lm.fit = lm(SalePrice ~ GrLivArea)
Try it: What is GrLivArea
? If you did not include this variable above, check its relationship to other variables in the dataset to get a better idea what it is.
The next line tells R
that the variables are in the object known as Ames
. If you haven't created this object yet (as in Exercise 1) you'll get an error at this stage. But once we attach Ames
, the first line works fine because R
now recognizes the variables. Alternatively, we could specify this within the lm()
call using data = Ames
. We've presented this way because it may be new to you; choose whichever you find most reasonable.
If we type lm.fit
, some basic information about the model is output. For more detailed information, we use summary(lm.fit)
. This gives us p-values and standard errors for the coefficients, as well as the $R^2$ statistic and $F$-statistic for the entire model.^{[4]}
Utilizing these functions hels us see some interesting results. Note that we built (nearly) the simplest possible model:
$\text{SalePrice} = \beta_0 + \beta_1*(\text{GrLivArea}) + \epsilon.$
But even on its own, this model is instructive. It suggest that an increase in overall living area of 1 ft $^2$ is correlated with an expected increase in sales price of $107. (Note that we cannot make causal claims!)
Saving the model as we did above is useful because we can explore other pieces of information it stores. Specifically, we can use the names()
function in order to find out what else is stored in lm.fit
. Although we can extract these quan- tities by name---e.g. lm.fit$coefficients
---it is safer to use the extractor functions like coef()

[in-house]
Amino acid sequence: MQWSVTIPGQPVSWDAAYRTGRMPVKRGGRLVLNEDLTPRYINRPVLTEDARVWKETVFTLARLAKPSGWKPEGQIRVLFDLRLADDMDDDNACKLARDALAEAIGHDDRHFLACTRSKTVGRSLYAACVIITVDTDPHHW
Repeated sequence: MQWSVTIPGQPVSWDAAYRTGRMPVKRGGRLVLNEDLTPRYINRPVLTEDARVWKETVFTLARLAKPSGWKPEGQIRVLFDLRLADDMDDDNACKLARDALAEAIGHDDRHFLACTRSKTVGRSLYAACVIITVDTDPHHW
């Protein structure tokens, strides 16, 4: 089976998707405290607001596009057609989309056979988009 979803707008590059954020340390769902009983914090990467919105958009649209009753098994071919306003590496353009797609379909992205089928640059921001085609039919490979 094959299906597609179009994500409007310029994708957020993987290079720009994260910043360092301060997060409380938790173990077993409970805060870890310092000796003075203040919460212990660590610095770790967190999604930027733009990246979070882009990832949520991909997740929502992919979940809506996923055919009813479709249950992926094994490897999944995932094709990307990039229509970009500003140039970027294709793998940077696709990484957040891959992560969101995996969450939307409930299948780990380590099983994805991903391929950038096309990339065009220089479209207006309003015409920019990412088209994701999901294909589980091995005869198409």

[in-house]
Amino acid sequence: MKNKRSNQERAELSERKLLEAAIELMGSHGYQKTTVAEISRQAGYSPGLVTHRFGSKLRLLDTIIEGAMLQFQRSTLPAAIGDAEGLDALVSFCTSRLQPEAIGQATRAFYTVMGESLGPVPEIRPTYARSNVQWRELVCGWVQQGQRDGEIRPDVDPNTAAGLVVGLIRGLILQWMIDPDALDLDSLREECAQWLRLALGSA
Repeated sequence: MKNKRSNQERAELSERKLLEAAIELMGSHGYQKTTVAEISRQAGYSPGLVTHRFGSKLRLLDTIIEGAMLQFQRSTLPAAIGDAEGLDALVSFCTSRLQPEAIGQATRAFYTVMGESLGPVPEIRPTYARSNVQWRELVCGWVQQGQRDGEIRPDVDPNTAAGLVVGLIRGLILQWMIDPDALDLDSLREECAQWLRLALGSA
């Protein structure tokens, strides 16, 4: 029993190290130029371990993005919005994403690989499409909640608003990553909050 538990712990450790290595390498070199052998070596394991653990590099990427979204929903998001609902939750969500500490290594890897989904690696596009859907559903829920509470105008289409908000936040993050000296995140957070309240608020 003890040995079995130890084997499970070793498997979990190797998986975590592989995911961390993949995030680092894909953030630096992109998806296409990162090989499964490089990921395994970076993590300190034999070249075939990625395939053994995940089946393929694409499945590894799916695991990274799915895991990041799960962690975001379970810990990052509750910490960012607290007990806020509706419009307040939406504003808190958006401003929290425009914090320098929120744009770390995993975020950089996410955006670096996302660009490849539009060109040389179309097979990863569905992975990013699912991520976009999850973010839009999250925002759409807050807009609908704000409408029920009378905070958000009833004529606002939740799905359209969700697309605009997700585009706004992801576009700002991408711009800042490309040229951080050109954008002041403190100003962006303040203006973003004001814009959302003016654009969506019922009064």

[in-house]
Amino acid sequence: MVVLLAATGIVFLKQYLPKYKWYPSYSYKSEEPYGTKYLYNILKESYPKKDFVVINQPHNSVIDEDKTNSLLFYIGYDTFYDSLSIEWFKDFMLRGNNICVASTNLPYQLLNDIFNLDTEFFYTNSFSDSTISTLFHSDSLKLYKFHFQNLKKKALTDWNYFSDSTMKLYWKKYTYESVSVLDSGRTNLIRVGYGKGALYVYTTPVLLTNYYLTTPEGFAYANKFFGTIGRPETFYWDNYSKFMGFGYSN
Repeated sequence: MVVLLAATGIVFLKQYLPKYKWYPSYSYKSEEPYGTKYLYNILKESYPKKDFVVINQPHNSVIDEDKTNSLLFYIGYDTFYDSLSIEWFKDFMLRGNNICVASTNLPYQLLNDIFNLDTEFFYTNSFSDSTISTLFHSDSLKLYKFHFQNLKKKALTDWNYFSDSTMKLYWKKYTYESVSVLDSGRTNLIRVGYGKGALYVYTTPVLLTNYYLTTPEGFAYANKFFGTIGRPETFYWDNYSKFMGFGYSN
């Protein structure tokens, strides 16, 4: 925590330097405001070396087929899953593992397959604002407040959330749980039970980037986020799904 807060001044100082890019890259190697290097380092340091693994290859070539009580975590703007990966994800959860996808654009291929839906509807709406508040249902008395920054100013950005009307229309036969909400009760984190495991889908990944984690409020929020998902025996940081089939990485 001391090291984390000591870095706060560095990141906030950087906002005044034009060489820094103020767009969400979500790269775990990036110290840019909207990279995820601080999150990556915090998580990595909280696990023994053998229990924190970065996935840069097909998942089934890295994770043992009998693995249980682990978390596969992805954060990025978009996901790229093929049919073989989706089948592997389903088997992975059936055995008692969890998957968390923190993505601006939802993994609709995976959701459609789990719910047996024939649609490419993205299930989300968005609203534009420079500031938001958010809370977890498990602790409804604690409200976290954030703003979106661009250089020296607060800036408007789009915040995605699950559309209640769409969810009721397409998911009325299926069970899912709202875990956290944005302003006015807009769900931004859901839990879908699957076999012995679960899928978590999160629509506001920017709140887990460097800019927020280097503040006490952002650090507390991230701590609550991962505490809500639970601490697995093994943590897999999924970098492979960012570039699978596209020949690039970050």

to access them. We can also use a handy tool like plot()
applied directly to lm.fit
to see some interesting data that is automatically stored by the model.
Try it: Use plot()
to explore the model above. Do you suspect that some outliers have a large influence on the data? We will explore this point specifically in the future.
We can now go crazy adding variables to our model. It's as simple as appending them to the previous code---though you should be careful executing this, as it will overwrite your previous output:
lm.fit = lm(SalePrice ~ GrLivArea + LotArea)
Try it: Does controlling for LotArea
change the qualitative conclusions from the previous regression? What about the quantitative results? Does the direction of the change in the quantitative results make sense to you?
Exercise 2:
Use the lm()
function in a simple linear regression (e.g., with only one predictor) with SalePrice
as the response to determine the value of an indoor garage.
Use the lm()
function to perform a multiple linear regression with SalePrice
as the response and all other variables from your Ames
data as the predictors. Use the summary()
function to print the results. Comment on the output. For instance:
Use the plot()
function applied to your model to produce diagnostic plots of the linear regression fit. Comment on any problems you see with the fit. Do the residual plots suggest any unusually large outliers? Does the leverage plot identify any observations with unusually high leverage?
Use the *
and :
symbols to fit linear regression models with some well-chosen interaction effects. Do any interactions appear to be statistically significant?
Try a few (e.g., three) different transformations of the variables, such as $ln(x)$, $x^2$, $\sqrt x$. Do any of these make sense to include in a model of SalePrice
? Comment on your findings.
(Bonus; very very challenging) How might we build a model to estimate the elasticity of demand from this dataset?
Of course, you could find out the defaults of the function by simply using the handy ?
command. Don't forget about this tool! ↩︎
It's not exactly true that these objects are in memory. They are... sort of. But how R
handles memory is complicated and silly and blah blah who cares. It's basically in memory. ↩︎
If you are not familiar with this type of visualization, consult the course textbook (ISL), Chapters 2 and 3. ↩︎
When we use the simple regression model with a single input, the $F$-stat includes the intercept term. Otherwise, it does not. See Lecture 5 for more detail. ↩︎